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How the Pandemic Is Affecting the Real Estate Market

Research has found that over a 150-year period (1870 to 2015), owning a home has proved to be one of the most stable and secure holdings compared to other types of investments. While offering the added benefits of providing shelter and leaving it as a legacy, residential property is generally viewed as a financial asset able to withstand most crises — even a pandemic.1

For years, homeowners in many areas of the country have benefited from sustained high prices in the residential real estate market, largely due to the low sales inventory of existing homes. In early March, the housing market appeared poised for a solid spring, particularly in light of high demand and low mortgage rates.2

But all that quickly changed once the coronavirus broke out in the United States. In almost no time, the busy spring season for purchasing and selling homes was cut short by buyers hesitant to venture out — or risk their savings should they lose their jobs — and homeowners not wanting strangers traipsing through their homes. Open houses were canceled, and virtual tours became virtually the only way to check out an occupied property. Some in the industry expect this disruption and its subsequent impact on the economy to shift housing prices into a downward trend.3

For retirees, or workers planning for their retirement, owning your home can be an asset. You can sell it if you need the equity for retirement, assuming you find a cheaper place to live. Or you can draw from that equity if need be while remaining in your home. During this complex time, you have options, and it’s important that you consider all of them before taking any significant financial action.

One of the biggest problems brought on by the pandemic is that business closings, bankruptcies and job losses mean that millions of Americans do not have the money to pay their mortgage or rent. To help provide relief, some states including California, Texas, New York and Florida have temporarily banned evictions. On the federal level, a provision in the $2.2 trillion coronavirus relief package passed in March allows homeowners with government-backed mortgages to defer payments for up to a year.4

However, that doesn’t help the long-term plight of renters — or their landlords, for that matter. According to the National Apartment Association (NAA), the profit margin for many landlords is very thin, around 9 cents for every $1. Furthermore, about two-thirds of residential rental properties don’t qualify for the federal mortgage deferral because they were purchased outright or through private loans. If landlords can’t make their payments, they may lose the property and tenants could still get kicked out. And in the end, cities and counties lose property tax revenue.5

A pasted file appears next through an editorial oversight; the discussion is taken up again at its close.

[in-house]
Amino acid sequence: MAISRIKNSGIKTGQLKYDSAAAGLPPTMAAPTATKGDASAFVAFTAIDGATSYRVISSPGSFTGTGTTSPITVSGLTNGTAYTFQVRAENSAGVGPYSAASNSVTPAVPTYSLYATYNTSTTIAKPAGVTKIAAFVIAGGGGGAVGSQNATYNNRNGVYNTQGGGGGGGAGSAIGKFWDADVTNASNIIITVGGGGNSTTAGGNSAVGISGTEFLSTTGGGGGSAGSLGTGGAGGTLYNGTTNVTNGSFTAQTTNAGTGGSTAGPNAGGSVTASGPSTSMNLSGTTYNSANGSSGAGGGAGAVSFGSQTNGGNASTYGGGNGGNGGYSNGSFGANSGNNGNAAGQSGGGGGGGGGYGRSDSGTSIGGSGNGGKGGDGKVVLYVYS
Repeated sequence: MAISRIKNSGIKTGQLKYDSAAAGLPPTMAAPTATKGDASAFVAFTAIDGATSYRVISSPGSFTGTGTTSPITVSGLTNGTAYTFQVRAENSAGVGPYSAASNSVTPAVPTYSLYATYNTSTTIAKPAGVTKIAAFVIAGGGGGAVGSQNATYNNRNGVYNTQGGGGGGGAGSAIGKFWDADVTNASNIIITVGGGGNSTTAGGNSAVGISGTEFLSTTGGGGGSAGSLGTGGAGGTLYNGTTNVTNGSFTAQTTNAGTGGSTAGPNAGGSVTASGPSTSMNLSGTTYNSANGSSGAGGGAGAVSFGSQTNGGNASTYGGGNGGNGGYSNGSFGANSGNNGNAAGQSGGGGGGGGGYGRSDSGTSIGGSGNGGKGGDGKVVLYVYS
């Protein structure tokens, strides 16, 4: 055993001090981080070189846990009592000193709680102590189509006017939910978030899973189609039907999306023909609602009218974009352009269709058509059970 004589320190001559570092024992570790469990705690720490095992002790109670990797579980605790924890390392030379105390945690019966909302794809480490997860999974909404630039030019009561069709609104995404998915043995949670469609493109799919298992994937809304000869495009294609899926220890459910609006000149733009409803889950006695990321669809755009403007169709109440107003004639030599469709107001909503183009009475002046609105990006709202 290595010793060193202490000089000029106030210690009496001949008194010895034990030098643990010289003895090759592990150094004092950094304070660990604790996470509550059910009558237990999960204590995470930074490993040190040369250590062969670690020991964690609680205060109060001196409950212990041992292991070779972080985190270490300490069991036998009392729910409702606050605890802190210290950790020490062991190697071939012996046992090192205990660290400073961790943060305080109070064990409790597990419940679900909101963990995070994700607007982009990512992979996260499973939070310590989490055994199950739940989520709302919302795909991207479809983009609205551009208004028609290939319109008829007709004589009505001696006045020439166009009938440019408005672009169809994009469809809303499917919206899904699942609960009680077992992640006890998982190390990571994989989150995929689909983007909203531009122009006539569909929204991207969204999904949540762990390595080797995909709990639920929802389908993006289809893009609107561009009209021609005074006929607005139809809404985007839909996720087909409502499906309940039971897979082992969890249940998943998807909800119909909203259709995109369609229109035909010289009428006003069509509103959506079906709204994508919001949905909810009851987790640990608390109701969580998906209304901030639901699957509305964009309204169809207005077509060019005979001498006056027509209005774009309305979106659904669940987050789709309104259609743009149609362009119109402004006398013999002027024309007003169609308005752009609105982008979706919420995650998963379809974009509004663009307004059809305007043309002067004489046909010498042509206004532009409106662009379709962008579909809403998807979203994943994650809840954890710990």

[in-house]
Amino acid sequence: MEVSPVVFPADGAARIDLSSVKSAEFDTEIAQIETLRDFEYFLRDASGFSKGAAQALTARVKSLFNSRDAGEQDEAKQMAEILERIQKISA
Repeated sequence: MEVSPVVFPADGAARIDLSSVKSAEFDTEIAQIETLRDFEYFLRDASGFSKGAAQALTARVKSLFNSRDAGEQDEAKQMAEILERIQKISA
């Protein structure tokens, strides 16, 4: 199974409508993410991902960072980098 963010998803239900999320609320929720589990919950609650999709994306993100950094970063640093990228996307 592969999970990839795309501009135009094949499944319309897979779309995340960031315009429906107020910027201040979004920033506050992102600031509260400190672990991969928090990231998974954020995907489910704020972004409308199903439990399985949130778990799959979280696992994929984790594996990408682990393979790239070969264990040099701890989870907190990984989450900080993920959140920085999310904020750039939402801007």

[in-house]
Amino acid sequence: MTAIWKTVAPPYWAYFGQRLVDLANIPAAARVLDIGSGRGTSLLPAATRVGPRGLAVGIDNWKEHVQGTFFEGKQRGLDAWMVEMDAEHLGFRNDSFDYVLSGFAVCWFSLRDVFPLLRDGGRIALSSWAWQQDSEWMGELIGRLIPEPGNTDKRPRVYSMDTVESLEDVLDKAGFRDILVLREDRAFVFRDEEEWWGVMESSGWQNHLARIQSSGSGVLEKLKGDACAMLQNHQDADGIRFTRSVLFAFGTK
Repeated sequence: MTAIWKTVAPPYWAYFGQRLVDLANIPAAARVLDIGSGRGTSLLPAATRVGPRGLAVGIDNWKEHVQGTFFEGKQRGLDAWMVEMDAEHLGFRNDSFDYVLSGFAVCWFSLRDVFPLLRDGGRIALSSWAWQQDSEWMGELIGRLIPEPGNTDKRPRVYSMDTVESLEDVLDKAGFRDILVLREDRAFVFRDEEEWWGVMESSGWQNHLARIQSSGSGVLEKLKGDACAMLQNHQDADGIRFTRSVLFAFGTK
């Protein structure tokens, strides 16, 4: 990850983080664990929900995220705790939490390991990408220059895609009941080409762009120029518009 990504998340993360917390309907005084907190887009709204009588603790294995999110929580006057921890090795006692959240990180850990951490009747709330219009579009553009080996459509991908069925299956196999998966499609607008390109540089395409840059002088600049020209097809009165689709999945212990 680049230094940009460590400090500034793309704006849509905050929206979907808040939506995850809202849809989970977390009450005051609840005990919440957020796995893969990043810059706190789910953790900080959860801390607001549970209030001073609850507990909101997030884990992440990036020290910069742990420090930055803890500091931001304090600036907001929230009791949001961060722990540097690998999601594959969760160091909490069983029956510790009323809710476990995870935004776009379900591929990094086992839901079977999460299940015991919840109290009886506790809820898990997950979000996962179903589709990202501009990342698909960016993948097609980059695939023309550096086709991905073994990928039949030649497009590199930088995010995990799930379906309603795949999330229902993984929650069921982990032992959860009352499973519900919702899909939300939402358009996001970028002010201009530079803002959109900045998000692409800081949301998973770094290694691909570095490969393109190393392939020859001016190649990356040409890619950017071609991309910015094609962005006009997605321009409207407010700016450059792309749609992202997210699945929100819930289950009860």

On the commercial side, the real estate market could be impacted by shelter-in-place workspaces. After all, even if things do return to normal, now that employers and employees have sampled remote work as a viable option, it could become more commonplace. This means companies may need less office space. Is it possible we could see a glut of empty office parks and skyscrapers in the future? The same could apply to brick-and-mortar retailers, as quarantining has exposed the value and convenience of online shopping to even the most diehard mall rat.

But, as usual, where there are holes in the market, there are opportunities for investors willing to take a risk. Well-capitalized commercial real estate owners may look to acquire some of these distressed buildings at bargain prices.6

Content prepared by Kara Stefan Communications.

1 Ivan Anz. Utah Business. May 4, 2020. “Here’s what real estate investors should expect after COVID-19.” https://www.utahbusiness.com/real-estate-investors-covid-19/. Accessed May 29, 2020.

2 Jacob Passy. MarketWatch. April 6, 2020. “America’s housing market is showing the first signs of trouble from the coronavirus pandemic.” https://www.marketwatch.com/story/americas-housing-market-is-showing-the-first-signs-of-trouble-because-of-the-coronavirus-pandemic-2020-04-02. Accessed June 2, 2020.